Stuart v. State

Decision Date31 December 1873
Citation60 Tenn. 178
CourtTennessee Supreme Court



Appeal from the Criminal Court. W. P. HICKERSON, Judge, by interchange.


M. M. BRIEN, JR., and JOHN D. BRIEN for Stuart.

MCFARLAND, J., delivered the opinion of the court.

The prisoner appeals from the judgment of the Criminal Court of Davidson County, rendered upon the verdict of a jury finding him guilty of murder in the second degree, upon an indictment charging him with the murder of his wife, Agnes Stuart. He was before this Court at a former term, upon a similar conviction; the judgment was reversed, and a new trial awarded for error in the Judge's charge.

Various errors are now assigned:

First, it is argued that Judge Hickerson, of the Sixth Circuit, was not authorized by law to interchange with Judge Frazier, of the Criminal Court of Davidson County. It appears that Judge Hickerson signed the bill of exceptions, and from this it is apparent he presided upon the trial, though the record does not show the fact that he was holding by interchange with Judge Frazier. No question was made in the Court below, as to the power or jurisdiction of Judge Hickerson, and we think no such question could have been successfully made. By Section of the Code 3,915, “Judges and Chancellors are judges and chancellors for the State at prisoner's sanity at the time, seems to have been the only controverted question of fact. It was upon this question that the judgment was reversed by this Court at the former term.

It is earnestly argued that the law applicable to this defense, was not properly submitted to the jury. The charge in substance, was, that the law presumed the prisoner, if over 14 years of age, to be of sound mind, and the burthen was upon him to introduce proof to show his want of sanity, or to create a reasonable and well-founded doubt of his sanity, to entitle him to an acquittal. The Judge, in his charge, does not use the words mania a potu, delirium tremens, or other similar language, but uses the words “unsoundness of mind,” or insanity; the jury were instructed that to relieve the prisoner it was sufficient to show this unsoundness of mind, or create a reasonable doubt of the prisoner's sanity; and this was sufficient, whether the disease be permanent or temporary, and whether caused by the voluntary use of ardent spirits or otherwise. We do not think it essential that the Judge should have specially defined the various classes or types of insanity. It is the unsoundness of mind that excuses the act. According to the proof, mania a potu is a disease in which the mind is unsound. The language or the charge is comprehensive enough to embrace the particular class of insanity indicated by the proof. It says: The “unsoundness of mind may be temporary, caused by the use of ardent spirits.” This is what physicians call mania a potu, or delirium tremens, and if the proof made out a case of mania a potu, it made out a case of mental unsoundness. We think in this there was no error.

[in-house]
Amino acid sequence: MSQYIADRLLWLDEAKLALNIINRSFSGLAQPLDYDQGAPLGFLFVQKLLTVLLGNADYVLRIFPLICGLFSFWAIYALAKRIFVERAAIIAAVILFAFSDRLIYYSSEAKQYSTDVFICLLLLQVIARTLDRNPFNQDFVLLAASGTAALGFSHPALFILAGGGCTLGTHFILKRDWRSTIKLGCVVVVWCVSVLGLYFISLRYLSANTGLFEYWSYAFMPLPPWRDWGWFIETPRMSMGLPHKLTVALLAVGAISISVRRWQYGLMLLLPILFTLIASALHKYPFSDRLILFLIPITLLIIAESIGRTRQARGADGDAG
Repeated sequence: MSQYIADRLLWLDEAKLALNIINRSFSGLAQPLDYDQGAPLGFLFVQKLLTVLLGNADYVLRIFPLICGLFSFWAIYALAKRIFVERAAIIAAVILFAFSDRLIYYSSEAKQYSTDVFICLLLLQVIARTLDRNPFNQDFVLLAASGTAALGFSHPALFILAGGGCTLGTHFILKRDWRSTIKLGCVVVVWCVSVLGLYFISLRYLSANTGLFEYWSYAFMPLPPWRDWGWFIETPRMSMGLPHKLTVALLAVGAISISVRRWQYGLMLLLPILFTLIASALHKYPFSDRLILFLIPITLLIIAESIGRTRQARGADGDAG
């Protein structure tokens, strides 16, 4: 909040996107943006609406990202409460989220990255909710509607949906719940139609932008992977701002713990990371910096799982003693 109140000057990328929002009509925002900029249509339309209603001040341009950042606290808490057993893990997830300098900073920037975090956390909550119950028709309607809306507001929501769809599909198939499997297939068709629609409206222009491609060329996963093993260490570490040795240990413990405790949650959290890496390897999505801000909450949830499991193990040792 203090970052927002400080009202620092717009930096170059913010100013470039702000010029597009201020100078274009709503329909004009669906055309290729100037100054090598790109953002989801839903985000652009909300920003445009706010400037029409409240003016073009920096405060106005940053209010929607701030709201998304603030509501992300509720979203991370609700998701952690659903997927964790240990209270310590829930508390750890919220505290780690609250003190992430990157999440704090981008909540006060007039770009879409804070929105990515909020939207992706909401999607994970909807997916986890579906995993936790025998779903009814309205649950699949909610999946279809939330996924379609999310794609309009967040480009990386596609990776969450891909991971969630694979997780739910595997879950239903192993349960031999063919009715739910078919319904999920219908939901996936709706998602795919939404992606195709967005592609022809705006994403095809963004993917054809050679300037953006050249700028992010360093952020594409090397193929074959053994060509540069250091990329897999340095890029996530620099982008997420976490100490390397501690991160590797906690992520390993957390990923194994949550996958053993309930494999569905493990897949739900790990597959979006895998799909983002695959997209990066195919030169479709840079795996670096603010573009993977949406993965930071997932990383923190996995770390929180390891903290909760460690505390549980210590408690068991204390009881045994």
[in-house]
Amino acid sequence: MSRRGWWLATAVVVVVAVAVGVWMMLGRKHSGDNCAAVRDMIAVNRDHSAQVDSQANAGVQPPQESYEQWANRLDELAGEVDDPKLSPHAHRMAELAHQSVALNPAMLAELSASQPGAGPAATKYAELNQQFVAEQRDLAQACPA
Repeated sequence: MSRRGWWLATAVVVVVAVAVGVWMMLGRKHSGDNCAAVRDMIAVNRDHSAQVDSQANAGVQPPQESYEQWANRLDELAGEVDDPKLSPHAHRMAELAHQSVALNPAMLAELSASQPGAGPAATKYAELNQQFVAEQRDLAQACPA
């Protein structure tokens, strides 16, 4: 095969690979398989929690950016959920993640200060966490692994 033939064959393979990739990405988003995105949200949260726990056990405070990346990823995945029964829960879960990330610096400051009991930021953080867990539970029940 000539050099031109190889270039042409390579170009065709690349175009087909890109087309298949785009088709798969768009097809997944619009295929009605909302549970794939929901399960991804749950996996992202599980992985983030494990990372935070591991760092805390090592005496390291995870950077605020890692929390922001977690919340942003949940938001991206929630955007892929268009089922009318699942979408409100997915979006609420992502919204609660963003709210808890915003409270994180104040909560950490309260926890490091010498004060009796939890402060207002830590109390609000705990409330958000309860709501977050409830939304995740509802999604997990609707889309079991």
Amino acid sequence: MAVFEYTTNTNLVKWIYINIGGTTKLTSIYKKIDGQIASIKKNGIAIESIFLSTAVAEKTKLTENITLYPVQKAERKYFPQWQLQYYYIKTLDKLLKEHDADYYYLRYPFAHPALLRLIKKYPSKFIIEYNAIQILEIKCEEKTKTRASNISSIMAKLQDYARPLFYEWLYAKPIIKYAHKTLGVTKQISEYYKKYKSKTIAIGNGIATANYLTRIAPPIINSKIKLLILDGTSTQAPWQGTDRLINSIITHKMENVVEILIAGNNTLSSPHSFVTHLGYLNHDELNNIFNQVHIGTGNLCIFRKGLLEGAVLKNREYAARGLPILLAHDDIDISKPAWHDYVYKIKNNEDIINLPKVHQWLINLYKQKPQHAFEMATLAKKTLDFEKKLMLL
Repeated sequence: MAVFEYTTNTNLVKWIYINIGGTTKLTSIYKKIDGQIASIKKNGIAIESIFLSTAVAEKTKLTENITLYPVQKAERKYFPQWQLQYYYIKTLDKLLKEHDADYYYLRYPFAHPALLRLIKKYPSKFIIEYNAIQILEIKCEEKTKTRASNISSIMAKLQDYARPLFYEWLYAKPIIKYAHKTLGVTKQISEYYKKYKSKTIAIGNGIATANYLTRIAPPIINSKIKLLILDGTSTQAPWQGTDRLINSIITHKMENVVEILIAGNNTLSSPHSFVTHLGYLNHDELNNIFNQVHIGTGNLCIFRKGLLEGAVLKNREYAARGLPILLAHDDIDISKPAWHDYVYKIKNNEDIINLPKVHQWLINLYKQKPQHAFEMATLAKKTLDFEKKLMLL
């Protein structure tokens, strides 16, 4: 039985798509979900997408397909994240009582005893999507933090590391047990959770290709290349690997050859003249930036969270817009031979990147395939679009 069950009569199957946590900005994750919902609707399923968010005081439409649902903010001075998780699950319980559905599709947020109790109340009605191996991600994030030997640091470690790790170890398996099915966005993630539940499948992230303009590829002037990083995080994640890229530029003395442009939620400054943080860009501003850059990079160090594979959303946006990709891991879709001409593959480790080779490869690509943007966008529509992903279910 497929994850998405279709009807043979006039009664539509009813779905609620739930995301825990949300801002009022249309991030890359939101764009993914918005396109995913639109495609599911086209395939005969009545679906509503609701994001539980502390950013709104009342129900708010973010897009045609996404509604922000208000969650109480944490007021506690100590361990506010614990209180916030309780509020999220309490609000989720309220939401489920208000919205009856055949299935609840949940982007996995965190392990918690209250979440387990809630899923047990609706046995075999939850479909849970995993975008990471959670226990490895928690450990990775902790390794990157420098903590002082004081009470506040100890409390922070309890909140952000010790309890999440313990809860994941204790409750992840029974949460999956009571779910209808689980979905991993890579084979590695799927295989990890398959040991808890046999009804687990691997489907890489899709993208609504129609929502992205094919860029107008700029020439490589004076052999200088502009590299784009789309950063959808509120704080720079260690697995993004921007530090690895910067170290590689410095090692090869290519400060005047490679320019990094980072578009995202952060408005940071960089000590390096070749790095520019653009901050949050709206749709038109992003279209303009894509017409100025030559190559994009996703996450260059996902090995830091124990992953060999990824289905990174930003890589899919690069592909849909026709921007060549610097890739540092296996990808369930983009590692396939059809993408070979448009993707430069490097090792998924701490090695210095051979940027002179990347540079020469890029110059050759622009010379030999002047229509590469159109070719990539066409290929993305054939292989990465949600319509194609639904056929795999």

The next objection is, that the jury were told that the prisoner must be regarded as of sound mind, if he knew the act was wrong, and knew the consequences; in other words, if he knew right from wrong.

Upon this question there is to be found a great deal of refinement and subtlety of reasoning. Upon mere abstract large, and as such may, upon interchange, or other lawful ground, exercise the duties of office in any other judicial circuit in the State.”

The word “judges” in this and the preceding sections of the same article, is not necessarily restricted in its meaning to Circuit Judges. Sec. 3,916 authorizes Circuit Judges to interchange, and 3,917 enacts that chancellors may also interchange with each other and with judges of the Circuit, Criminal or other special courts under the same circumstances and to the same extent.

Although these sections do not, in express words, say that a Circuit Judge may interchange with the Judge of a special Criminal Court, yet we think this is fairly implied. They are judges of the State at large, and as such may exercise the duties of the office in any other circuit or division of the State.